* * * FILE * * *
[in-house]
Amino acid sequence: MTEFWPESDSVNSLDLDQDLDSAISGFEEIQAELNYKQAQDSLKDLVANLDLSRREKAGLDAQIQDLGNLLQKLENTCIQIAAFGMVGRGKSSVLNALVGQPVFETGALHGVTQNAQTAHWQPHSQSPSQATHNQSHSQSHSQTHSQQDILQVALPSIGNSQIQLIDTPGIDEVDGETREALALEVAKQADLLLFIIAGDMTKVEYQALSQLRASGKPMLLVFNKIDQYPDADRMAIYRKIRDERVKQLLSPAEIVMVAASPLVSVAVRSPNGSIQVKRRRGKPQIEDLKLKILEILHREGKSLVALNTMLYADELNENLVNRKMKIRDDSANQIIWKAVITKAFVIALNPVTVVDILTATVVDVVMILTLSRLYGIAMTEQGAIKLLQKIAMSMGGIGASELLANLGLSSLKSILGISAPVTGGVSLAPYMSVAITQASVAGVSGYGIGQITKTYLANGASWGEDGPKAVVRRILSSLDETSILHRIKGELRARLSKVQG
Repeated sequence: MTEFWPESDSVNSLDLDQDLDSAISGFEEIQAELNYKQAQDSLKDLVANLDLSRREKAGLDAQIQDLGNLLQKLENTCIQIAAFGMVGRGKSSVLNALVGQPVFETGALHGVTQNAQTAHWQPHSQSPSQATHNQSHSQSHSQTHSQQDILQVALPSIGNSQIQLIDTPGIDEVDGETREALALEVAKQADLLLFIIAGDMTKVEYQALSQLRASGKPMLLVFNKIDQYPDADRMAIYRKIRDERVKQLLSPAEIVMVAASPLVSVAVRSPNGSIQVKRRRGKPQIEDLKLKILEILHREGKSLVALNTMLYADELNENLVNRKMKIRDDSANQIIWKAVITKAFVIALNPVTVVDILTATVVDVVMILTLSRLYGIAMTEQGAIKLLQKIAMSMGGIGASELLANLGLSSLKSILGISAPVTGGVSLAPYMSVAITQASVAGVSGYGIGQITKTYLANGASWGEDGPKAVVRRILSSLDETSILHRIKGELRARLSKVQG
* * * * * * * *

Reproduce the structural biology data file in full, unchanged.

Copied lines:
[in-house]
Amino acid sequence: MTEFWPESDSVNSLDLDQDLDSAISGFEEIQAELNYKQAQDSLKDLVANLDLSRREKAGLDAQIQDLGNLLQKLENTCIQIAAFGMVGRGKSSVLNALVGQPVFETGALHGVTQNAQTAHWQPHSQSPSQATHNQSHSQSHSQTHSQQDILQVALPSIGNSQIQLIDTPGIDEVDGETREALALEVAKQADLLLFIIAGDMTKVEYQALSQLRASGKPMLLVFNKIDQYPDADRMAIYRKIRDERVKQLLSPAEIVMVAASPLVSVAVRSPNGSIQVKRRRGKPQIEDLKLKILEILHREGKSLVALNTMLYADELNENLVNRKMKIRDDSANQIIWKAVITKAFVIALNPVTVVDILTATVVDVVMILTLSRLYGIAMTEQGAIKLLQKIAMSMGGIGASELLANLGLSSLKSILGISAPVTGGVSLAPYMSVAITQASVAGVSGYGIGQITKTYLANGASWGEDGPKAVVRRILSSLDETSILHRIKGELRARLSKVQG
Repeated sequence: MTEFWPESDSVNSLDLDQDLDSAISGFEEIQAELNYKQAQDSLKDLVANLDLSRREKAGLDAQIQDLGNLLQKLENTCIQIAAFGMVGRGKSSVLNALVGQPVFETGALHGVTQNAQTAHWQPHSQSPSQATHNQSHSQSHSQTHSQQDILQVALPSIGNSQIQLIDTPGIDEVDGETREALALEVAKQADLLLFIIAGDMTKVEYQALSQLRASGKPMLLVFNKIDQYPDADRMAIYRKIRDERVKQLLSPAEIVMVAASPLVSVAVRSPNGSIQVKRRRGKPQIEDLKLKILEILHREGKSLVALNTMLYADELNENLVNRKMKIRDDSANQIIWKAVITKAFVIALNPVTVVDILTATVVDVVMILTLSRLYGIAMTEQGAIKLLQKIAMSMGGIGASELLANLGLSSLKSILGISAPVTGGVSLAPYMSVAITQASVAGVSGYGIGQITKTYLANGASWGEDGPKAVVRRILSSLDETSILHRIKGELRARLSKVQG